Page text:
Table 7 | Known germline gene mutations associated with increased risk of glioma. Data from Ostrom et al., 2014, Kyritsis et al., 2010.
To date, no sex-linked disorders have been associated with increased glioma risk, nor has any SNP on the X chromosome been identified as a glioma risk factor in previous genome-wide association studies. However, somatic loss of-function mutations in the X chromosome gene Alpha thalassemia/mental retardation syndrome X-linked (ATRX) have been observed in 20 % of adult oligodendroglioma tumors and in 80 % of grade 2 and 3 astrocytomas (Osorio et al., 2015).
Treatment Multimodal therapies including surgical resection, radio- and chemotherapy (Bush et al., 2017).
Evolution The lower-grade gliomas can evolve towards higher-grade ones.
Prognosis Except for pilocytic astrocytomas ID: 5773>, the median survival of glioma patients is still poor (12-14 months). The 5-years survival of GBM patients is <10%, with a final mortality rate of close to 100% (Roy et al., 2015).


Note Here, we reported the most karyotype abnormalities associated with familial gliomas found in literature (Table 8)
 Sex (age at diagnosis)RelationshipKaryotype abnormalitiesNote
Duhaime et al. (1989)1) Female (2,5)
2) Male (5)
Siblings. Patient 1: The stem line karyotype of the tumor showed translocation t(11;14) and was often seen in a tetraploid version of the basic karyotype (48, XX, -14, +der(11)t(11;14) (p11.2-3;q11), +marker, +marker). Chromosomes from peripheral blood lymphocytes were normal
Patient 2: tumor contained normal 46, XY cell as well as cells with both numerical and structural abnormalities, even if a consistent stem line could not be discerned.
Both patients presented GBM.
Family history showed no genetic syndromes or cancers.
Authors suggested some possible agents in environment to which the siblings were exposed, causing the formation of their tumors.
Arruda et al. (1995)1) Female (7)Fourth proband generation. Sister of two brothers. One of these two brothers died by brain tumor.Tumor karyotype: 46, XX, 7q-/ 46 ,XX ,-2 ,4p- ,7p- ,+15 / 46, XX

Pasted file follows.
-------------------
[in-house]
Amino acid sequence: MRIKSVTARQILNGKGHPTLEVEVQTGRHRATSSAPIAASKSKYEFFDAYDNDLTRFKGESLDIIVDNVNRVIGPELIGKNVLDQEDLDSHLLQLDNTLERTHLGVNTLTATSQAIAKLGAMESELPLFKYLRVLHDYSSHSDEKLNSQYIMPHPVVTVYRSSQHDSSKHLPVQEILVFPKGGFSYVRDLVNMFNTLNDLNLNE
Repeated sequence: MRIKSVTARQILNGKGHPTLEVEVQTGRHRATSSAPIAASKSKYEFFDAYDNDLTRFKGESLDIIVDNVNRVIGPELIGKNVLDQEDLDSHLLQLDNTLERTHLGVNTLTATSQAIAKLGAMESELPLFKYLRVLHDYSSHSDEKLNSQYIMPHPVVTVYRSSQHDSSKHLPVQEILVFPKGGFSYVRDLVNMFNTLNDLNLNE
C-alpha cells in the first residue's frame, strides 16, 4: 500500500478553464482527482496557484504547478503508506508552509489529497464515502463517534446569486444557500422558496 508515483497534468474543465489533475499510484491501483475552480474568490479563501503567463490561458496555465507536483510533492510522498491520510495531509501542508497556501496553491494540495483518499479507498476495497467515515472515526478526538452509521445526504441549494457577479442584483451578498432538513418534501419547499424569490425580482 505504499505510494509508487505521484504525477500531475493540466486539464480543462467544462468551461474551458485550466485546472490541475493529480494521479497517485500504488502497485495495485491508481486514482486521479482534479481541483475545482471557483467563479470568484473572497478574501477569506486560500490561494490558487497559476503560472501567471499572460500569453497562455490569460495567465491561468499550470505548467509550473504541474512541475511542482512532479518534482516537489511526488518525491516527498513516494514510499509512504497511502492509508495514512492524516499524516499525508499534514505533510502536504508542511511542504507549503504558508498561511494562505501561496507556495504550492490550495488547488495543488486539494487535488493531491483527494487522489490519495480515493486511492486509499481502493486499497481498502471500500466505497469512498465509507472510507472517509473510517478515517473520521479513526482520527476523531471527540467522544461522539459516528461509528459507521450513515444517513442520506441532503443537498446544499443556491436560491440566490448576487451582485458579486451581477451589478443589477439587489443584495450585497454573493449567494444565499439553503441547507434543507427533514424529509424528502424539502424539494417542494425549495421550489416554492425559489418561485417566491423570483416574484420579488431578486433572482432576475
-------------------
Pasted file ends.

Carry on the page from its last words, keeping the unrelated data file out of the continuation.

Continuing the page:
Peripheral blood lymphocytes were normal: 46, XX.
Patient presented GBM.
Patient was in a family with several members having GBM or other malignant tumors in other areas (breast, larynx and colon). 
Dirven et al. (1995)1) Male (22)
2) Female (29)
3) Female (33)
4) Female (41)
Siblings.Kayotypes from peripheral blood lymphocytes for all patients were normal.
Patient 4 showed mutations in codon 220 (T-->G; exon 6) and in codon 273 (C-->T; exon 8) of TP53 in tumor cells.
Patients 1 and 2 presented glioma.
Patients 3 and 4 presented GBM.
No other family members in three generations were affected by malignant brain tumors.
Patel et al. (1998)1) Male (6)
2) Male (13)
3) Male (73)
Patient 3 is the granduncle of patient 1.
Patient 3 is the grandfather of patient 2
CNAs from tumor specimens:
Patient 1: No detectable abnormality.
Patient 2: -Y.
Patient 3: +7q, -10, -13q(21-->33), -21.
Patient 1 presented an anaplastic astrocytoma.
Patient 2 presented an astrocytoma.
Patient 3 presented GBM.
In the family, there were other three cases of GBM and of other brain tumors.
4) Female (25)
5) Male (52)
Patient 5 is the paternal uncle of patient 4.CNAs from tumor specimens:
Patient 4:  -1p, +3q(13.3-->9), -4q, +12, -15, -19q, -X
Patient 5: ++7p(11.1-->12), +19.
Patient 4 presented anaplastic oligodendroglioma.
Patient 5 presented GBM.
6) Male (44)
7) Male (77)
Patient 7 is the paternal uncle of patient 6.CNAs from tumor specimens:
Patient 6: +7, -10, +12p, ++12p(11-->12), ++12q(13.2-->14), -13q(21-->33).
Patient 7: ++7p(11.21), ++7p(11.1-->12), ++(21.233), -9q34, -10, -16p, -19, -22.
Both patients presented GBM.
8) Male (68)Patient has one first cousin with GBM and one with an astrocytoma.CNAs from tumor specimen:
Patient 8: +7, -10, 18.
Patient presented GBM.
Ugonabo et al. (2011)1) Male (63)
2) Male (81)
Brothers.Tumor karyotype of patient 2 revealed trisomies of 4, 8, 12, 22 and LOH of 1p, 9p, and 10.Both patients presented GBM.
Chromosomal abnormalities not found in all tumor cells.
Osorio et al. (2014)1) Male (17)
2) Male (21)
Brothers.Tumor karyotype: Both patients had 1p and 19q deleted.Both patients presented oligodendroglioma.
3) Male (55)
4) Male (59)
Brothers.Tumor karyotype of patient 3 showed 1p and 19q deleted.
Tumor karyotype of patient 4 showed 1p/19q intact.
Patient 3 presented anaplastic oligodendroglioma
Patient 4 presented GBM w/oligo features.

Table 8 | Summary of karyotype abnormalities associated with familial gliomas found in literature. = copy number alterations

Genes involved and Proteins

Note Many SNPs could be associated with the risk of glioma at 5p15.33 ( TERT), 7p11.2 ( EGFR), 8q24.21 ( CCDC26), 9p21.3 (CDKN2A/ CDKN2B), 11q23.3 (PHLDB1) and 20q13.33 (RTEL1), mutations in POT1 gene, MYO19 and KIF18B genes and rare variants in SPAG9 and RUNDC1 genes could be associated with the risk of glioma. PTEN, TP53, CDKN2A, and CDK4 are not common events in familial glioma.


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Alifieris C, Trafalis DT.
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PMID 25482530
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This paper should be referenced as such :
Bazzoni R., Bentivegna A
Familial glioma;